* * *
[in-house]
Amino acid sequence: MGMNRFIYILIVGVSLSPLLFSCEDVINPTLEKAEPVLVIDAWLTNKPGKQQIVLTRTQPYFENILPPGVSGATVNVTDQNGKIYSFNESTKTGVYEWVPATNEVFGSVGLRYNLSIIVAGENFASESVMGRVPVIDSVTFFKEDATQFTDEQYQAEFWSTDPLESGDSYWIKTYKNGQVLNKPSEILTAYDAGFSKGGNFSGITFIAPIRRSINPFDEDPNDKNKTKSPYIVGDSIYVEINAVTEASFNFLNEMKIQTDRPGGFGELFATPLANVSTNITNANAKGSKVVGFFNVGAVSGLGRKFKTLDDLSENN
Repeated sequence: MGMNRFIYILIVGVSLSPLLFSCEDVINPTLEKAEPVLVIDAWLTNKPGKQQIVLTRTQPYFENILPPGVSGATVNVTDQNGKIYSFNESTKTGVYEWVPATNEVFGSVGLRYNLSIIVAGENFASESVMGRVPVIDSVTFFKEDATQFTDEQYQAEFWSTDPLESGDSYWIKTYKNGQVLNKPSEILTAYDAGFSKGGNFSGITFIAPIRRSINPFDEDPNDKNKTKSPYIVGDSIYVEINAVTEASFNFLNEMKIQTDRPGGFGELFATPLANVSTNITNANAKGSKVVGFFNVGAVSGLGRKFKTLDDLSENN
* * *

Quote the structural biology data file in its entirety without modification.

[in-house]
Amino acid sequence: MGMNRFIYILIVGVSLSPLLFSCEDVINPTLEKAEPVLVIDAWLTNKPGKQQIVLTRTQPYFENILPPGVSGATVNVTDQNGKIYSFNESTKTGVYEWVPATNEVFGSVGLRYNLSIIVAGENFASESVMGRVPVIDSVTFFKEDATQFTDEQYQAEFWSTDPLESGDSYWIKTYKNGQVLNKPSEILTAYDAGFSKGGNFSGITFIAPIRRSINPFDEDPNDKNKTKSPYIVGDSIYVEINAVTEASFNFLNEMKIQTDRPGGFGELFATPLANVSTNITNANAKGSKVVGFFNVGAVSGLGRKFKTLDDLSENN
Repeated sequence: MGMNRFIYILIVGVSLSPLLFSCEDVINPTLEKAEPVLVIDAWLTNKPGKQQIVLTRTQPYFENILPPGVSGATVNVTDQNGKIYSFNESTKTGVYEWVPATNEVFGSVGLRYNLSIIVAGENFASESVMGRVPVIDSVTFFKEDATQFTDEQYQAEFWSTDPLESGDSYWIKTYKNGQVLNKPSEILTAYDAGFSKGGNFSGITFIAPIRRSINPFDEDPNDKNKTKSPYIVGDSIYVEINAVTEASFNFLNEMKIQTDRPGGFGELFATPLANVSTNITNANAKGSKVVGFFNVGAVSGLGRKFKTLDDLSENN